The Unity of Otherness

A few disjointed thoughts about Shelter: Early Doors by Lucy Sullivan.

The comic’s been nagging away at me somewhere since I read it over a couple of nights. That’s a good start. I would like art to nag at me and disturb me. At first glance when picked up from Lucy’s stall at Leatherhead Library Con, I was struck by the “loose” and energetic artwork and the colours. The colours aren’t conventionally beautiful, and seem to have selected from the watercolour box working to a very instinctive scheme, perhaps for symbolic purposes. The red is either used very sparingly, or excessively, often when there’s a need to convey excitement, arousal, or violence.

Reading the book passed on bizarre impressions to this reader. It’s supposed to be set in 1969, and depict something about Irish communities in Shepherds Bush. The artist has done her homework and provided convincing street scenes and market scenes and interiors, but nothing is really very clear. There’s some imperative in the story that drives it along at such a pace that we don’t get time to linger or look at any single vista. I liked this effect very much; it’s as if the comic itself was actually sending us back in time, and we had to glimpse what we could and take it in as best we can, since it turns out the time machine is a bit faulty. Even the dialogue arrives in fits and starts, incomplete sentences, a little distorted. I expect a conventional approach to the “historical” narrative in a comic would opt for quite a different result, but I like this fast-moving, unsettling ride. That lack of clarity also works to convey some hard truths about the bleak surroundings, the hard weather, the badly-lit interiors.

More of this “exciting confusion” was generated when I tried to follow the story, pin down the main characters, work out what might be happening at some level. Somehow Shelter refuses this too; Lucy Sullivan effortlessly produces a very disjunctive set of panels, where caption and word balloon don’t quite seem to fit the action on the page, and even that action is hard to trace – hidden in pools of shadow or gestural blobs of ink and watercolour. I like this feeling of having my attention deflected; something else might be happening off-camera. I’m sure there’s a lot more going on under the surface, and the constituent parts of the comic are being used to create layers, suggest narratives, hint at themes rather than state them outright. It’s hard work to create a panel that’s so full of energy that it evokes a world outside itself, but Shelter manages to pull it off.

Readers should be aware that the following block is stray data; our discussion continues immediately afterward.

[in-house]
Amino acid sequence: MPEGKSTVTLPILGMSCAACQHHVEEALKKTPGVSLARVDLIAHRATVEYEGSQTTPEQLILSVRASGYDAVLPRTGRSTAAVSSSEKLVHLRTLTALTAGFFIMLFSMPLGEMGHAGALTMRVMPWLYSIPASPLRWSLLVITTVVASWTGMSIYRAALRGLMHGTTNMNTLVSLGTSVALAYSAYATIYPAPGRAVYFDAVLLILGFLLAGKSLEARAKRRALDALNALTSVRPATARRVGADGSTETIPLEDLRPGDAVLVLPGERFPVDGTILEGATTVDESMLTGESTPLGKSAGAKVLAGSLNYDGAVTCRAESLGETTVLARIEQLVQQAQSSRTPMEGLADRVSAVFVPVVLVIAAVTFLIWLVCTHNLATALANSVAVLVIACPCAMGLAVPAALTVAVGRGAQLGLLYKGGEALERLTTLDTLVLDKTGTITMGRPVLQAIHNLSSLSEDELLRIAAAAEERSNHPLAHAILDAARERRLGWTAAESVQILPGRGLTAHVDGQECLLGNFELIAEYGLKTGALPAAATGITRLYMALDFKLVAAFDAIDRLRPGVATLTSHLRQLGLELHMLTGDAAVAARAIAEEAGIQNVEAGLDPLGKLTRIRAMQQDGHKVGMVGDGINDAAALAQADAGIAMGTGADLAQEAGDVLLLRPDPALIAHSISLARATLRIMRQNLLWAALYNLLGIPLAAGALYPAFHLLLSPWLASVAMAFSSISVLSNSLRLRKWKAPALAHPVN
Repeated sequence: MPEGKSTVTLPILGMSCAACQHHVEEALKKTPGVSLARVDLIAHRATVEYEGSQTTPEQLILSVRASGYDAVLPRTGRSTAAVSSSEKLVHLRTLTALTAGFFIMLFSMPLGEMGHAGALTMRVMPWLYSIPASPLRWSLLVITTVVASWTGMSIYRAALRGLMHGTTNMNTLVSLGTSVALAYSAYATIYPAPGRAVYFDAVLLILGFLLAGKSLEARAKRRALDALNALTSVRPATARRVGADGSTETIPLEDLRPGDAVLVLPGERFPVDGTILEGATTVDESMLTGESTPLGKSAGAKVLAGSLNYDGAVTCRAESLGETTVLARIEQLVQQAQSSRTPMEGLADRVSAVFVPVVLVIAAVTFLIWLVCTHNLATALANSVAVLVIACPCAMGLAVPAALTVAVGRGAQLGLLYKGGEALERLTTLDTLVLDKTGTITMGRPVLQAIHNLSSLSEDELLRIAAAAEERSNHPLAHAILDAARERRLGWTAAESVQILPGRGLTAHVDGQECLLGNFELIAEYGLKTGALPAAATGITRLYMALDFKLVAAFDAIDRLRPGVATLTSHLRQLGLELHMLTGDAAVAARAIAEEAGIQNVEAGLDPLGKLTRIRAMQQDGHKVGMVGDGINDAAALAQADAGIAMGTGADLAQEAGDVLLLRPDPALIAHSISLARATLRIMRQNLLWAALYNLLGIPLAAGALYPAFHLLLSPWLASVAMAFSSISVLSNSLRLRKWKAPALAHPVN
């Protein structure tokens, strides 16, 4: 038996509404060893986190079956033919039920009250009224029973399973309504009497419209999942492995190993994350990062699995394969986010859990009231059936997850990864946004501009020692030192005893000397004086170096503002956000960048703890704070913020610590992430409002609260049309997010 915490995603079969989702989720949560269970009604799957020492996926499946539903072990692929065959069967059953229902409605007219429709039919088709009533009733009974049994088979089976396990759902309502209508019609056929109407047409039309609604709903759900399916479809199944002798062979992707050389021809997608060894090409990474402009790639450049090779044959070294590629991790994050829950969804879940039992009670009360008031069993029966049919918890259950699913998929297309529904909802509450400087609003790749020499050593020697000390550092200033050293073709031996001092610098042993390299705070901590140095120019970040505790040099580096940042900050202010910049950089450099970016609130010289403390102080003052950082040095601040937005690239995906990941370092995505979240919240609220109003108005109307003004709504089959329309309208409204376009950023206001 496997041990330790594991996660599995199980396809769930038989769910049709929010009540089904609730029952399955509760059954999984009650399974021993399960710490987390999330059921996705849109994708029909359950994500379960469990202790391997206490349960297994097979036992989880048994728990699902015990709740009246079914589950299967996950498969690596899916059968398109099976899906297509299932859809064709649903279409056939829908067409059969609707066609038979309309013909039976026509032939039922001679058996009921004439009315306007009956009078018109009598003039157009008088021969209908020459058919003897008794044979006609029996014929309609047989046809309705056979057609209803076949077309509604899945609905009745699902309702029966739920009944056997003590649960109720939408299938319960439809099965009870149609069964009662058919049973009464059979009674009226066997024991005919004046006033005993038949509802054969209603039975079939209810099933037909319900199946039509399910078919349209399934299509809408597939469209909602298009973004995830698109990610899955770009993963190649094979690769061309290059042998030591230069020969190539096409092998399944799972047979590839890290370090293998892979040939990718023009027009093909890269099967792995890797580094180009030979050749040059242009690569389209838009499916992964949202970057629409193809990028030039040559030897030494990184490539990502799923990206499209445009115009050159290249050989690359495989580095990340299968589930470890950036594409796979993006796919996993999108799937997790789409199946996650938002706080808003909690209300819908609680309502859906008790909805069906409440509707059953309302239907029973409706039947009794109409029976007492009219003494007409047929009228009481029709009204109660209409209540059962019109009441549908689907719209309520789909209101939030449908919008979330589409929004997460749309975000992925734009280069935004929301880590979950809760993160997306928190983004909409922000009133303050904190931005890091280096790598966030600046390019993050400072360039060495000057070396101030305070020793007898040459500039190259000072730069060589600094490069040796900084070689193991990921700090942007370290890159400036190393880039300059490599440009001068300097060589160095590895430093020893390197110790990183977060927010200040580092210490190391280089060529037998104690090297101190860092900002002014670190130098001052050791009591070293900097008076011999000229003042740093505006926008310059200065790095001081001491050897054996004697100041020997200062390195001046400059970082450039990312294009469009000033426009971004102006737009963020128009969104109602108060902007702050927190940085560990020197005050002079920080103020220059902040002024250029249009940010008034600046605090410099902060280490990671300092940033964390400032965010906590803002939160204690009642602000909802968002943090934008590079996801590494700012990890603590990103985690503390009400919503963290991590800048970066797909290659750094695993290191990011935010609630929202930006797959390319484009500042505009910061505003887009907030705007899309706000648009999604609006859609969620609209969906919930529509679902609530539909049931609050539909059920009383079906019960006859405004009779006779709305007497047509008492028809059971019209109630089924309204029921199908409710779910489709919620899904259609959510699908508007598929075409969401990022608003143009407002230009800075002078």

Accordingly, my personal takeaway from the story is an odd mix; it’s not clear where the real world leaves off and the supernatural elements take over. Matter of fact that’s an achievement in itself; a very skewed take on the horror genre is another of Sullivan’s triumphs. I would note how the women characters subtly take over the story, the community, the whole book; the male characters become faceless, rendered impotent, and even their attempts at sexual violence blow up in their faces, like a magic spell turning against them. At Leatherhead, Alex Fitch noted the use of “spirit animals” – a term which piqued my interest. The surfacing of dog and crow here is handled with a dark energy that’s baffling – not laboured symbols, but objects of genuine terror and uncanniness. Woven into the story until they become integral to it; we’re invited to wonder at the quiet transformation of humans to birds, without any explanation of what it means.

As I write this I wonder if I’m “selling” the book to a potential reader, who might now expect a confusing, muddled book. Far from it; Sullivan is channelling something deeply personal and dark, and it’s emerging in a very energetic free-form and poetic manner, raw and uncut, without the need to make concessions to comic book rules. Even panel border restrictions are ignored, a treat which I gather awaits me in the pages of her Barking book. I recently read Alan Moore’s From Hell, and was impressed at the high degree of omniscience the writer had achieved, as though he’d personally lived through Victorian history; but it’s arguable he got there through dogged research, reading books, and then reading more books about other books, and all that printed information was fed into the gigantic concordance of his brain. Conversely, Sullivan seems to have got to a similar place by sheer instinct; the views she fetches back from her journey are vivid, compelling, and urgent; and what’s more she’s done it in far fewer pages.

Available here